– JamieB
    May 10, 2022 at 13:16
  • $\begingroup$ thats my point were not talking about an empire or even tribe were talking about a species so unity it's a factor. The USA didn't have to remain united to the British empire to nearly wipe out the Native population. And that's with only a tiny biological advantage. $\endgroup$ May 11, 2022 at 18:33
  • $\begingroup$ @BryanMcClure - I'd say the European biological advantage over the Natives was pretty enormous -- that, alone, mostly won the war. But again I think you're looking at war as too simple of a problem. Even in medieval times, war was complicated. Logistics is complicated. Who feeds these armies? How do they get food to the troops? Weapons? Repairs? What about technological differences? Training? Experience? Individual motivations? All this applies to human vs human conflict. I would apply it to orc vs human, too. $\endgroup$
    – JamieB
    May 11, 2022 at 18:49

Niche partitioning

Orks are large, strong, mesocarnivorous. They live nomadically and are conventionally hunter-gatherers, emphasis on the hunt. Humans, as you note, are smaller and have a higher ceiling for intelligence. They tend to settle down in areas, build strong structures, and subsist on agriculture.

Wandering ork tribes are absolutely a concern, but human settlements are quite well-defended, both with strong architecture and weapons, so it's not generally worth the trouble to raid them unless the straits are dire. Humans tend not to bother orks so as not to draw their wrath unnecessarily.

Humans and neanderthals mostly occupied the same niche, so the competitive exclusion principle kicked in and H. sapiens won. Here, H. sapiens and H. orkus can coexist outside of direct competition.

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    $\begingroup$ If you are saying the partition is farmers vs hunter-gatherer. that will end poorly for the hunter-gatherer. We have plenty of historical precedent for the outcome, multiple continents multiple groups. Long term, farmers push hunter-gathers to the margins. $\endgroup$ May 7, 2022 at 1:10
  • $\begingroup$ That's been true of human farmers vs human hunter-gatherers. Given the much greater physiological differences between these two populations, I think it's at least within the realm of handwavability. At worst, there could be cooperation between the two groups. Humans are smaller and more dextrous so they farm, orks are larger and stronger so they hunt, then they trade meat for humans' grain and artisan products. $\endgroup$
    – DanishChef
    May 7, 2022 at 1:14


Simply put, the humans are going to progress further technologically then your orcs. Humans will have fire, strategy, sharper tools, more durable tools, siege weapons, and fortifications long before the orcs do.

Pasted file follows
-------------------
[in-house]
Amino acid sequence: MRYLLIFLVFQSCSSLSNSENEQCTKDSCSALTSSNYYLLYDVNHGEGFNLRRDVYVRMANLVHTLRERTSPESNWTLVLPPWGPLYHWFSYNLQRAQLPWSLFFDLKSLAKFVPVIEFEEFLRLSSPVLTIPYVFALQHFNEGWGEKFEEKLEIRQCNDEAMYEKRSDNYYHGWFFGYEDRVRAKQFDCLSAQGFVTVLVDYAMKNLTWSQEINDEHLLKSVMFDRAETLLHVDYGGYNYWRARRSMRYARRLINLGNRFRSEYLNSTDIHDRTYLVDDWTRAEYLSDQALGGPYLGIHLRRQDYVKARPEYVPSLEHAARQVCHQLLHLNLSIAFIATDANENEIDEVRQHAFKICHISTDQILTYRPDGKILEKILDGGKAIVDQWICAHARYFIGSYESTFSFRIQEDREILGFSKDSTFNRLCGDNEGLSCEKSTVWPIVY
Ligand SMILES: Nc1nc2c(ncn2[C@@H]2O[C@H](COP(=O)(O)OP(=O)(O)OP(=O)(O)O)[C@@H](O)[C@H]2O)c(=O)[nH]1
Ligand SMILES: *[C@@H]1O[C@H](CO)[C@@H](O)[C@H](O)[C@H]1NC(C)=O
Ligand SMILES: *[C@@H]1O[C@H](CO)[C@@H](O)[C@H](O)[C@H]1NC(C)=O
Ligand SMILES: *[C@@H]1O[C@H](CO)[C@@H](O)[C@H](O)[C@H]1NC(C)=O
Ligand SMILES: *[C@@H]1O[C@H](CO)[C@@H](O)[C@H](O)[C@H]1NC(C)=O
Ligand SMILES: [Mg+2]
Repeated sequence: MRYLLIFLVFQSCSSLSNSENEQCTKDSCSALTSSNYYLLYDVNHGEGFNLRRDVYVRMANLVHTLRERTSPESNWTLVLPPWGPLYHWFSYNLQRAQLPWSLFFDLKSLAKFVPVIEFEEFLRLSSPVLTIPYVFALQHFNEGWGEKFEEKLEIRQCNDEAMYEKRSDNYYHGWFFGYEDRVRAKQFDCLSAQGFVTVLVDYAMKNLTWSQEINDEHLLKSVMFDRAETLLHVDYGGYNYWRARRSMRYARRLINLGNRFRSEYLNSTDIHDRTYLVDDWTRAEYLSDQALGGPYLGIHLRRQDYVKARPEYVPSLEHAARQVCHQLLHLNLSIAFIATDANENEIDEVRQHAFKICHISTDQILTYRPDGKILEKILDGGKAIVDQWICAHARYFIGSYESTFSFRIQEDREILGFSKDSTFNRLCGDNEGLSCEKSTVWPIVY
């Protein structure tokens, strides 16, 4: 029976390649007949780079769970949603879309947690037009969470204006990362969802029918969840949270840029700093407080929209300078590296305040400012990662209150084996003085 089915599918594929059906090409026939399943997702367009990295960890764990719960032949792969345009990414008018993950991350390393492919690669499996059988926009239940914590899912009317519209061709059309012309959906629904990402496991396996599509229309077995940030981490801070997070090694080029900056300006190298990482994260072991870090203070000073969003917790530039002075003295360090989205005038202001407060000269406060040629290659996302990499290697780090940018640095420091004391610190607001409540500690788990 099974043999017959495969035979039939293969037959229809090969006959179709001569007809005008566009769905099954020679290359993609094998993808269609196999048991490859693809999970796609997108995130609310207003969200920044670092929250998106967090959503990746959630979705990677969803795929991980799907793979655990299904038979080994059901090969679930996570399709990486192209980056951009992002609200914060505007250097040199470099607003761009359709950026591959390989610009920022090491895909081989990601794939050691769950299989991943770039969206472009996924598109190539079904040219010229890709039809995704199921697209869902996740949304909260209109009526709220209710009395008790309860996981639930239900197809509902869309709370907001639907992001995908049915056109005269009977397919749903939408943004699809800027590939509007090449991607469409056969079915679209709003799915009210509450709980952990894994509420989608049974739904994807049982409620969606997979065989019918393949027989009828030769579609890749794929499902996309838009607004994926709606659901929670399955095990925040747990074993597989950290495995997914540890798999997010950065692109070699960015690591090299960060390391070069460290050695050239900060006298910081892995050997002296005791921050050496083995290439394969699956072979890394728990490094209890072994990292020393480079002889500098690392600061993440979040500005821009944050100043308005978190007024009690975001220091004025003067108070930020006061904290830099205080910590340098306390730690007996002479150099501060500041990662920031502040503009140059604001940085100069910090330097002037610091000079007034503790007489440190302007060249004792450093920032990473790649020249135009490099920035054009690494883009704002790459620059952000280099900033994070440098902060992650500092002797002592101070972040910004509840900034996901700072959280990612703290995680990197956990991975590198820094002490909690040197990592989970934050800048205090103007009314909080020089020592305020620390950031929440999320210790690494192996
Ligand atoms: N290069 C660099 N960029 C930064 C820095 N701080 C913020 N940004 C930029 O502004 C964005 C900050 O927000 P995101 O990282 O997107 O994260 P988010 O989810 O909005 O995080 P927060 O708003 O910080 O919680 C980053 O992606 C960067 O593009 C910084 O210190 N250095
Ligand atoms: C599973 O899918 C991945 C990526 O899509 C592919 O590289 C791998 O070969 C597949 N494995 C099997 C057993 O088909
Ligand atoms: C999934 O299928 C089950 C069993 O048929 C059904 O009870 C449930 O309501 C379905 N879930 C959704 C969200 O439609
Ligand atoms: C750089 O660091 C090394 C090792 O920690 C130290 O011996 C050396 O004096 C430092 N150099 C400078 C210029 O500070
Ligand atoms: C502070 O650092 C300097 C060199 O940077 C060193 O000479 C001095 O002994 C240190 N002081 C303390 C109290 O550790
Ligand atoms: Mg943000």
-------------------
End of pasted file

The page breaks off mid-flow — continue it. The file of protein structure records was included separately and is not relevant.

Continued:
Since your orcs calorie intake is higher than the average human, if your orcs don’t figure out that they can cook or grow food, the orcs will simply starve. They will not be able to suppport a war campaign against humans. There also wouldn’t be enough space for both species.


Humans will be your problem, not orcs. Since the orcs live for less time, are dumber, and won’t advance as fast, you will have to find a reason as to why the orcs don’t get wiped out. Best way for that would be to limit the overall technological advancement to Iron Age. Even though your orcs have numbers, look at the Battle of the Somme (world war I) to see your answer as to why the orcs couldn’t overwhelm the big brain humans.



It is much more difficult to do research and discover a technology than later use it. Assuming that doing research, converting results of research into technical ideas and building first working prototypes highly benefit from more experience and intelligence, humans would have advantages of having some 60 year old professor with significantly above-average intelligence and now also lots of experience. Such people can discover technologies that do not require as much of intelligence and experience for they later usage, mass production or incremental only improvement. Also, such bright experienced people would have impact even when making only few percent of the population.

Technologies may improve agriculture and provide better weapons, or more/cheaper weapons of the same good quality. This would give notable advantages in the competition for resources and survival.


Infighting The orcs could hold more of the planet (or continent) but their tribes (or states) tend to turn on each other when any one gets too strong - or the stronger one eats a smaller tribe which unites all the other orc tribes against them.

Human's tend to band together very well when faced with an external threat. Its possible that the remaining human tribes (states) make a point to never weaken each other and immediately band together when one of the orcish factions attack them - as well as making sure to never provoke the ire or the larger orcish factions.

Incompatible resource consumption/ allergies Its possible that the stuff that orcs eat (and the plants that make up their very biomes) are toxic to humans (and visa-versa). So while there may be resources in human territory which orcs want, orcs find it extremely to inhabit those areas for extended periods of time. So orcs may rely on humans to mine areas toxic to them so they can go exert their physical dominance elsewhere.


Also Humans adapt better to different conditions while orcs trive only in places where simple hunting techniques are enough for survival.

  • $\begingroup$ Why is that the case? $\endgroup$ May 9, 2022 at 18:52
  • $\begingroup$ It is proven in current world - smarter, adapt to conditions, farm, fish, hunt with special tools and equipment. Orks just want something easy short term. @BryanMcClure $\endgroup$ May 9, 2022 at 19:14